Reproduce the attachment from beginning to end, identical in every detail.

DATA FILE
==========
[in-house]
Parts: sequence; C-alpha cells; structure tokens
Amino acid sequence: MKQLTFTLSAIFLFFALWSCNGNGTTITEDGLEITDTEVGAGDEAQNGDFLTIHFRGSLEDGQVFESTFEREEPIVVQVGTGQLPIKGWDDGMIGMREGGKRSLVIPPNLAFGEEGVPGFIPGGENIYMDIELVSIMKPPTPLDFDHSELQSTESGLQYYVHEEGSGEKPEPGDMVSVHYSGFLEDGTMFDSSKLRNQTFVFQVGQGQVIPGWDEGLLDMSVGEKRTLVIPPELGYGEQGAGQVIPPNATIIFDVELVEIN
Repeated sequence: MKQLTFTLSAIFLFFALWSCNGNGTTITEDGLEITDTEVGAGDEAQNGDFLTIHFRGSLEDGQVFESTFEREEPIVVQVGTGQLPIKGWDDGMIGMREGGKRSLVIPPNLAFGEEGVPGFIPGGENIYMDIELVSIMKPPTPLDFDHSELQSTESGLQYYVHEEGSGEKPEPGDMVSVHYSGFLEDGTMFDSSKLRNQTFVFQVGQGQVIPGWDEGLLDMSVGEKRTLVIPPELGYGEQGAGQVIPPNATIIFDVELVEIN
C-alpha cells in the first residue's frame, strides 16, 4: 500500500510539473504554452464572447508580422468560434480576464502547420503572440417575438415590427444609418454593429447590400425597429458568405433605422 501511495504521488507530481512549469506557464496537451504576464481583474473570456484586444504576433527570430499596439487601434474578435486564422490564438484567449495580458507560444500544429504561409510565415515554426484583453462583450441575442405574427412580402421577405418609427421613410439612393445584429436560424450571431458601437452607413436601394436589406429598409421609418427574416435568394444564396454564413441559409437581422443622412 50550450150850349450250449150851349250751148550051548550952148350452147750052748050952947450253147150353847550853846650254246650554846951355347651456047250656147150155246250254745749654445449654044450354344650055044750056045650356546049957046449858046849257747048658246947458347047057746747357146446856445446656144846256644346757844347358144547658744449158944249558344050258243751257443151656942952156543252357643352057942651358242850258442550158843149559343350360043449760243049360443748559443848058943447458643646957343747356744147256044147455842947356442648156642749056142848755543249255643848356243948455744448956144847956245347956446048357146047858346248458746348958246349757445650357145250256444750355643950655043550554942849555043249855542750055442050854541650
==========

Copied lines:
[in-house]
Parts: sequence; C-alpha cells; structure tokens
Amino acid sequence: MKQLTFTLSAIFLFFALWSCNGNGTTITEDGLEITDTEVGAGDEAQNGDFLTIHFRGSLEDGQVFESTFEREEPIVVQVGTGQLPIKGWDDGMIGMREGGKRSLVIPPNLAFGEEGVPGFIPGGENIYMDIELVSIMKPPTPLDFDHSELQSTESGLQYYVHEEGSGEKPEPGDMVSVHYSGFLEDGTMFDSSKLRNQTFVFQVGQGQVIPGWDEGLLDMSVGEKRTLVIPPELGYGEQGAGQVIPPNATIIFDVELVEIN
Repeated sequence: MKQLTFTLSAIFLFFALWSCNGNGTTITEDGLEITDTEVGAGDEAQNGDFLTIHFRGSLEDGQVFESTFEREEPIVVQVGTGQLPIKGWDDGMIGMREGGKRSLVIPPNLAFGEEGVPGFIPGGENIYMDIELVSIMKPPTPLDFDHSELQSTESGLQYYVHEEGSGEKPEPGDMVSVHYSGFLEDGTMFDSSKLRNQTFVFQVGQGQVIPGWDEGLLDMSVGEKRTLVIPPELGYGEQGAGQVIPPNATIIFDVELVEIN
C-alpha cells in the first residue's frame, strides 16, 4: 500500500510539473504554452464572447508580422468560434480576464502547420503572440417575438415590427444609418454593429447590400425597429458568405433605422 501511495504521488507530481512549469506557464496537451504576464481583474473570456484586444504576433527570430499596439487601434474578435486564422490564438484567449495580458507560444500544429504561409510565415515554426484583453462583450441575442405574427412580402421577405418609427421613410439612393445584429436560424450571431458601437452607413436601394436589406429598409421609418427574416435568394444564396454564413441559409437581422443622412 50550450150850349450250449150851349250751148550051548550952148350452147750052748050952947450253147150353847550853846650254246650554846951355347651456047250656147150155246250254745749654445449654044450354344650055044750056045650356546049957046449858046849257747048658246947458347047057746747357146446856445446656144846256644346757844347358144547658744449158944249558344050258243751257443151656942952156543252357643352057942651358242850258442550158843149559343350360043449760243049360443748559443848058943447458643646957343747356744147256044147455842947356442648156642749056142848755543249255643848356243948455744448956144847956245347956446048357146047858346248458746348958246349757445650357145250256444750355643950655043550554942849555043249855542750055442050854541650